Paul Krugman has a column and a blog post that ought to be read together. Both are about the way deficit hawkism are prolonging and worsening the recession, here and in Europe.
In “The Austerity Debacle” he writes that Britain climbed out of the Great Depression a lot faster than it is climbing out of the Great Recession. Same thing for Italy, Spain, and a lot of other European countries. And the reason they are having such a hard time is that today’s leaders threw the lessons of the past, including the lessons of the Great Depression out the window.
Britain, in particular, was supposed to be a showcase for “expansionary austerity,” the notion that instead of increasing government spending to fight recessions, you should slash spending instead — and that this would lead to faster economic growth.
This austerity was supposed to foster confidence, which was all that was needed.
Such invocations of the confidence fairy were never plausible; researchers at the International Monetary Fund and elsewhere quickly debunked the supposed evidence that spending cuts create jobs. Yet influential people on both sides of the Atlantic heaped praise on the prophets of austerity, Mr. Cameron in particular, because the doctrine of expansionary austerity dovetailed with their ideological agendas.
Thus in October 2010 David Broder, who virtually embodied conventional wisdom, praised Mr. Cameron for his boldness, and in particular for “brushing aside the warnings of economists that the sudden, severe medicine could cut short Britain’s economic recovery and throw the nation back into recession.” He then called on President Obama to “do a Cameron” and pursue “a radical rollback of the welfare state now.”
Strange to say, however, those warnings from economists proved all too accurate. And we’re quite fortunate that Mr. Obama did not, in fact, do a Cameron.
My question is, why are beltway pundits so stupid? Do they start out that way, or is there something about Foggy Bottom that kills their brain cells?
Of course, many of ’em, and the politicians too, really just want to get rid of “entitlement” programs, and the Great Recession gave them an excuse.
The blog post “Destructive Austerity USA,” shows how budget cuts to state and local governments have been hurting the economy.
It’s hard to overstate just how wrong all this is. We have a situation in which resources are sitting idle looking for uses — massive unemployment of workers, especially construction workers, capital so bereft of good investment opportunities that it’s available to the federal government at negative real interest rates. Never mind multipliers and all that (although they exist too); this is a time when government investment should be pushed very hard. Instead, it’s being slashed.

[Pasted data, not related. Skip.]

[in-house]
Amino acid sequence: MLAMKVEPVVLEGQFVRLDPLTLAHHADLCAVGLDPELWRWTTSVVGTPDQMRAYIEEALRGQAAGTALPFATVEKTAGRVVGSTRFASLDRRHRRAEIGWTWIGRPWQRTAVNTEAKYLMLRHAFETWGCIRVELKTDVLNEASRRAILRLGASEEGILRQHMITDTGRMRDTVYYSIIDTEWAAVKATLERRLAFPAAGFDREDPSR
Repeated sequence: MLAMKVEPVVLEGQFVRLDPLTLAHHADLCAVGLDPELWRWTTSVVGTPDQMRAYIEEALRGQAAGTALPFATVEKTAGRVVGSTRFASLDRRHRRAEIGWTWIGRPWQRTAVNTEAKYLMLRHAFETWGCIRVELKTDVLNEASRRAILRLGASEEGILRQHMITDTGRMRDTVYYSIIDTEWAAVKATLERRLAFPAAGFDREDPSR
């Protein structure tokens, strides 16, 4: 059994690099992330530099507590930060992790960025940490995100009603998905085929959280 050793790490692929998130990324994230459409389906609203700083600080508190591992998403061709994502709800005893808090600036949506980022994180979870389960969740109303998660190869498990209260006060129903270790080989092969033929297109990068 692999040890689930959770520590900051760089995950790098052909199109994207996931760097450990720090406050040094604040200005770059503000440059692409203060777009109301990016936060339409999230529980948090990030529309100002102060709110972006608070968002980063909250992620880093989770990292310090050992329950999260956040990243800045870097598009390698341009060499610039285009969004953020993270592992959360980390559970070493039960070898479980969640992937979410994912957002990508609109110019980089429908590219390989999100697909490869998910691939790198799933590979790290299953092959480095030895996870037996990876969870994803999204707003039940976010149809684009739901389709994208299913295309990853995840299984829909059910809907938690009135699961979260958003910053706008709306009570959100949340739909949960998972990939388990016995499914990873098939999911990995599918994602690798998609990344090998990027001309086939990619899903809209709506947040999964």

What an utter disaster.
But, you know what they say — it’s all President Obama’s fault. “They” are idiots, of course.
Update: The utterly pathetic libertarian drones at Cafe Hayek have no argument to refute what Krugman says, so they just lie:
In his New York Times column today, Paul Krugman blames Britain’s economic woes on the British government’s alleged policy of “austerity.” Yet he offers no evidence that Her Majesty’s government is actually pursuing such a policy.
Here you go, pinheads:
U.K. Government Unveils Tough Austerity Plan : NPR (October 20, 2010)
UK Government Introduces Hardline Austerity Plan (October 20, 2010)
Pain of British Fiscal Cuts Could Inform U.S. Debate (April 14, 2011)
In the United States, the debate over how to cut the long-term budget deficit is just getting under way.
But in Britain, one year into its own controversial austerity program to plug a gaping fiscal hole, the future is now. And for the moment, the early returns are less than promising.
Retail sales plunged 3.5 percent in March, the sharpest monthly downturn in Britain in 15 years. And a new report by the Center for Economic and Business Research, an independent research group based here, forecasts that real household income will fall by 2 percent this year. That would make Britain’s income squeeze the worst for two consecutive years since the 1930s.
All of which has challenged the view of Britain’s top economic official, George Osborne, that during a time of high deficits and economic weakness, the best approach is to aggressively attack the deficit first, through rapid-fire cuts aimed at the heart of Britain’s welfare state.
George Osborne will stick to austerity programme despite halting output (July 23, 2011)
Osborne’s austerity program hits the rails (November 29, 2011)
His austerity plans cut far and fast. Osborne was told this would increase unemployment and it has. Increased joblessness has led to pronounced consumer pessimism. Shops are closing, putting more people out of work. Paying several hundred thousand more people unemployment benefits is driving up debt.
UK Sticking To Austerity Plan Despite GDP Drop – NASDAQ.com (5 days ago)
Cafe Hayek’s argument that Britain hasn’t really been engaged in an austerity program is that its budget deficit is still high and has gone higher. That’s because the bleeping austerity program isn’t working, you morons. More people out of work means two things:
1. Lower tax revenue
2. Higher spending
Duh. Of course, the crew at Hayek probably thinks the out-of-work Brits ought to just be allowed to drop dead in the streets, or should start eating babies.